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  Topic Review (Newest First)
02-18-2006 08:39 AM
Sailormon6 I agree that you should look for a boat that has seats, so that you can sit down in the boat. When you sail a Laser, you sit on the gunnels (the sides) and your feet are in a well. When you sail it, you're constantly leaning back and forth over the water, balancing the boat with your body weight, and your butt is constantly wet. It's very much like doing sit-ups, and is not relaxing. The Laser is strictly a one-person boat. It's great fun if you're into racing, but I get the impression that you are interested in a more varied sailing experience. A boat that has seats, so that you can sit down, inside the boat, is a better choice for you. It will have more space inside, so you can carry an extra passenger or two, and a small cooler, and perhaps fishing gear, and it will be more stable. The boom will be a little higher, so you won't have to lean down so far to let the boom cross over when you tack the boat.
02-18-2006 07:11 AM
chrondi Precisely ... the problem of dinghies with a jib is that they need a crew of two! That is the reason sailing schools do not use them for starter level learning purposes. The mainsail + headsail dinghy is for racing by intermediate to advanced sailors who have formed a team of two.
03-20-2005 05:15 PM
Suitability of a Laser dinghy for learning

My advice comes only as someone who learned to sail in a dinghy. One point that I don''t see mentioned here is the Laser''s lack of a jib. I think it might be better to learn on a boat that has one, as understanding the slot - how the jib and main work together - will be a good thing as you work your way up the sailing hierarchy. One thing is for sure, dinghies are unforgiving and that is exactly what you need to learn on. You will capsize - probably a lot at first - and that is just part of the learning process. Learn how to quickly right your boat, and the cold waters of Tokyo Bay will be enough incentive to figure out how to minimize that event. Good luck and have fun.
03-17-2005 06:35 AM
Suitability of a Laser dinghy for learning

Dear friend,
the thread you started has disintegrated into a hot discussion about the suitability of dinghy class racing for learning to sail or about the fastest boat around - entirely useless stuff to you. Listen to my personal experience: Thirty (YES 30!) or so years ago, while on my sailing learning curve, I learned and sailed and had fun AND capsized on a LASER single handler. It was very, very useful, simple, cheap and handy, most dinghy sailing schools/clubs having this class of boat at your disposal. I would surely sail again one of these "toys" now in my fifties, given the right wind and sailing ground conditions.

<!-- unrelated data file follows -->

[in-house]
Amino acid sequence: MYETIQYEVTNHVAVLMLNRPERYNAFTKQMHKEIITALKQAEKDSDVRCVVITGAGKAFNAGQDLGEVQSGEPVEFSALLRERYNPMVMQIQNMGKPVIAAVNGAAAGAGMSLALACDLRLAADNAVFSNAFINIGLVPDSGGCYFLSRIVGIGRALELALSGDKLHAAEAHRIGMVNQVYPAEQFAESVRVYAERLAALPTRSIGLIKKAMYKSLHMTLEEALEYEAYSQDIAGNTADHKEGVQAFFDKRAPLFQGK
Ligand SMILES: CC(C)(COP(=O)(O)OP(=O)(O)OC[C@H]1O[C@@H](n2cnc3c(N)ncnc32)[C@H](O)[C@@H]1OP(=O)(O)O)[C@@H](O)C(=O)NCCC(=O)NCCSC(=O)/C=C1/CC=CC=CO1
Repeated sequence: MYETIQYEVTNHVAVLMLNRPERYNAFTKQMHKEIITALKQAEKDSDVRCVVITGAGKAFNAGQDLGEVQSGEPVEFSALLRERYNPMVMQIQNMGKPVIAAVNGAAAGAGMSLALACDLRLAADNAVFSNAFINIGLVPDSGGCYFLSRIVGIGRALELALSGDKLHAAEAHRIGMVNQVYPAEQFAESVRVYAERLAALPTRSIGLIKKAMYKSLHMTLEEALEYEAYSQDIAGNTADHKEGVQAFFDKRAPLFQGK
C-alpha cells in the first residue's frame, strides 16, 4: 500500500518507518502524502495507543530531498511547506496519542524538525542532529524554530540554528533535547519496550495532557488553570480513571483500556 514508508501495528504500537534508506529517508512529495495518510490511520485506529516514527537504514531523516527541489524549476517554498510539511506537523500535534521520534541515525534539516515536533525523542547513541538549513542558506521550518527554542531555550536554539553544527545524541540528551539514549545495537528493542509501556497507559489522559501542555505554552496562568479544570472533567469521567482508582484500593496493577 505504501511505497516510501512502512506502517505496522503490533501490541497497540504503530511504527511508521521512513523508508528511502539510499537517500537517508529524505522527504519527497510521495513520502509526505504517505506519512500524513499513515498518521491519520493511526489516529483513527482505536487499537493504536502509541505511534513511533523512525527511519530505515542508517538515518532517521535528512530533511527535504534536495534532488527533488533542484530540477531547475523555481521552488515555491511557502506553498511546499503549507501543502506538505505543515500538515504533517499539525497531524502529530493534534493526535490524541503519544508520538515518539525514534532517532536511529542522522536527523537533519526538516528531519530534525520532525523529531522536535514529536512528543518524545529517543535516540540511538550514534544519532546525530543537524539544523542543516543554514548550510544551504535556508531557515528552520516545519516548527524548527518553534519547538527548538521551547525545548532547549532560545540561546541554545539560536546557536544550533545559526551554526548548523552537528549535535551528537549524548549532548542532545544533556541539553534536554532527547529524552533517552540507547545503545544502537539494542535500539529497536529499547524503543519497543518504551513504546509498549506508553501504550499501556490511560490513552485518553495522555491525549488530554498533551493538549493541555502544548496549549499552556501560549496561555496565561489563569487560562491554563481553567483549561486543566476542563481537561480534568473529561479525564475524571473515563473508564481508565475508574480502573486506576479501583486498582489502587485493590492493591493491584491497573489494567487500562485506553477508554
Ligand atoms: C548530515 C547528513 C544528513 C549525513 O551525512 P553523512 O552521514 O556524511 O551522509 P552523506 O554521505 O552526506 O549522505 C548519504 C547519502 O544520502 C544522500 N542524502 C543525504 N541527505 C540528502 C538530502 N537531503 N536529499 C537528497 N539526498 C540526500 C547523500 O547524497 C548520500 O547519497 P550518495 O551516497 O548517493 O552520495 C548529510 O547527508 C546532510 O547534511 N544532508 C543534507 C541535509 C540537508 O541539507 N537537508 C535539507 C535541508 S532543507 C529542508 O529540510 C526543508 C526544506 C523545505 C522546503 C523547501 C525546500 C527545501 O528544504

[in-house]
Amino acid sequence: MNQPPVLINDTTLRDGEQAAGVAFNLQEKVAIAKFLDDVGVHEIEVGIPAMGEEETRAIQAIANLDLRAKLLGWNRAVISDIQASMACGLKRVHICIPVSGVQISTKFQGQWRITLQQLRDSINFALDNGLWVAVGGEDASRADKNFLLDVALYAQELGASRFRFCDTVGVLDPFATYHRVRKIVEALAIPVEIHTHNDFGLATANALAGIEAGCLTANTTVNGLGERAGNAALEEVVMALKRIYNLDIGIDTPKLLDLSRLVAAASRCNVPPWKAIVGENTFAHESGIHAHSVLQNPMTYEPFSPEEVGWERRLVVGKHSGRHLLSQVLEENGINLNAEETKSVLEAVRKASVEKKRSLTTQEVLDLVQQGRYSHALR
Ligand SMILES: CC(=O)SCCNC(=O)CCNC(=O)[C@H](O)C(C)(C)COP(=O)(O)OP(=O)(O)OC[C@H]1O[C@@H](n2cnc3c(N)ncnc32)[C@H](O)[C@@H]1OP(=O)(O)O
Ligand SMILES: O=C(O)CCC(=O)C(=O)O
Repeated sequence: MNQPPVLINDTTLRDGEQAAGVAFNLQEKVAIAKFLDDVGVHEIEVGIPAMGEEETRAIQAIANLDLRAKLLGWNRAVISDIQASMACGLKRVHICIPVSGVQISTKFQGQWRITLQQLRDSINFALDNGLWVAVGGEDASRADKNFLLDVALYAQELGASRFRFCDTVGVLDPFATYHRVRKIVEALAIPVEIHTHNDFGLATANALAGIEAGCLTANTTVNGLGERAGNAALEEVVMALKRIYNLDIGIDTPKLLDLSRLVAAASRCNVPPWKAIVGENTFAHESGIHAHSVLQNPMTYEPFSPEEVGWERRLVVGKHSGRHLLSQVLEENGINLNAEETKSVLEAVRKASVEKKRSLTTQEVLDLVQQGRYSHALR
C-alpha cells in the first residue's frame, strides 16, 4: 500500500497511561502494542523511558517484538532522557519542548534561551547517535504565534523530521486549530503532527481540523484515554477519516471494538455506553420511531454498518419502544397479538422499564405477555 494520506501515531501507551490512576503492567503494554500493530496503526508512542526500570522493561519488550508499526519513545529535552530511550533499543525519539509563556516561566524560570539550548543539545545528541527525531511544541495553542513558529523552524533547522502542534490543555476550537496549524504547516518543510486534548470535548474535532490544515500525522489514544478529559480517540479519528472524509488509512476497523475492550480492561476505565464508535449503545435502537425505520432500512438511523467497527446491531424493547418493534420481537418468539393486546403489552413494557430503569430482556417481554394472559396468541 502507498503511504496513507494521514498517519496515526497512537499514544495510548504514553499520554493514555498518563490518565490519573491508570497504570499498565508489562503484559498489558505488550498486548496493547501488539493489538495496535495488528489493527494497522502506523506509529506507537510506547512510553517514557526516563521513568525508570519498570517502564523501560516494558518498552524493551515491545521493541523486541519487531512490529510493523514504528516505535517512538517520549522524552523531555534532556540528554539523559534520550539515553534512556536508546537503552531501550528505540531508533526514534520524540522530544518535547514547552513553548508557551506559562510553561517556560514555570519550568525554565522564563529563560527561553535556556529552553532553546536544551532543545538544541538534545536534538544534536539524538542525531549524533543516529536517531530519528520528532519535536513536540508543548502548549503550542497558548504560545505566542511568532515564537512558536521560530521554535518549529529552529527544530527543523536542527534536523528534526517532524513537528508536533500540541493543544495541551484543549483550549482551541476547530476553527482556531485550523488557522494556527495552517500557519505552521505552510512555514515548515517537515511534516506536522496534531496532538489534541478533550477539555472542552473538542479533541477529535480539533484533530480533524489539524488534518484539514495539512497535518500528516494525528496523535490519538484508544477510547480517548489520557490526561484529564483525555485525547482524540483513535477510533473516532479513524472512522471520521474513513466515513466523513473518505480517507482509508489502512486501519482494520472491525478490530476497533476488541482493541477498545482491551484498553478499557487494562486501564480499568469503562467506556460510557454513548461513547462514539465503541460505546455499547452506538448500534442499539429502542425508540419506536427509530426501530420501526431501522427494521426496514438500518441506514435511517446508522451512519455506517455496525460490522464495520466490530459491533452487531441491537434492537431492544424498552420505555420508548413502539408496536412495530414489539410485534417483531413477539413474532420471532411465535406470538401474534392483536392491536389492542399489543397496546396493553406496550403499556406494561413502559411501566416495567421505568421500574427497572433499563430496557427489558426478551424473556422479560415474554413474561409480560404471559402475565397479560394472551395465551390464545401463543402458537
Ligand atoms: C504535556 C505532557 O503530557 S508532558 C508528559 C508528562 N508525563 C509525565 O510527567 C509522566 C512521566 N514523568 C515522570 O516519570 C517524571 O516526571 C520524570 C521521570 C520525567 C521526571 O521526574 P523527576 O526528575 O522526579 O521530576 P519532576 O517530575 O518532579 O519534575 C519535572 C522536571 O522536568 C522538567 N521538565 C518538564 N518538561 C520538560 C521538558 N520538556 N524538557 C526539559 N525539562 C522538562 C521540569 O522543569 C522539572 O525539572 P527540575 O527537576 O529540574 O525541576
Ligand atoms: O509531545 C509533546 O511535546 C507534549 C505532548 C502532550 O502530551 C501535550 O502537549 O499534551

03-08-2005 03:47 PM
Suitability of a Laser dinghy for learning


You might try driving around to the marina and talking to the clubs over there. There is nothing like the knowledge of local sailors. If you talk to a couple, you will learn much more than you will on this board.
I think the advice to find something that will surround you a bit better than the board-like Laser is good. And you could even find a suitable boat for sale, or an ad for one while you''re there.

Good Luck
03-08-2005 02:08 AM
Suitability of a Laser dinghy for learning

Thanks Simaril.

I am going to follow your advise.

03-07-2005 05:01 PM
Suitability of a Laser dinghy for learning

Thanks for the links!
03-07-2005 12:49 PM
Suitability of a Laser dinghy for learning


If sailboats are scarce I guess you need to look at what''s available and choose what might be best suited to your needs.

There does seem to be some sailing activity going on in and around tokyo, as these websites seem to indicate:

And there are several one design class associations there in Japan, apparently:

Good luck in your search. There''s got to be some sailors out there in the land of the rising sun.

03-07-2005 10:52 AM
Suitability of a Laser dinghy for learning


The Snipe is a really fun boat. I have never raced one, but have done some harbor sailing on one. They are a little wet, but that is half the fun for an 11yo. They also have a good international following, and you should be able to squeeze a race or two in with your son. They move along nicely, and you can have fun racing without the need to worry about spinn. gear. A great boat to get your feet (and the rest of you in a breeze) wet in dingy''s.

Now is a perfect time for father/son racing. I remember when I started sailing at 10 with my dad, we raced on weekends in our little Blue Jay. They are some of the most happy memories I have of my father (may he rest in peace).
03-07-2005 05:47 AM
Suitability of a Laser dinghy for learning

Silmaril, that''s a lot of experience.

Perhaps you can help me too.

My son is an Optimist sailor (11 Years old) and I have never sailed anything with less than 6000lbs.
I would like to have a not so difficult boat to sail with the kid down the river. Do you think a modern snipe is a good option? (there is one selling for a good price, it is an U.S. racing model).


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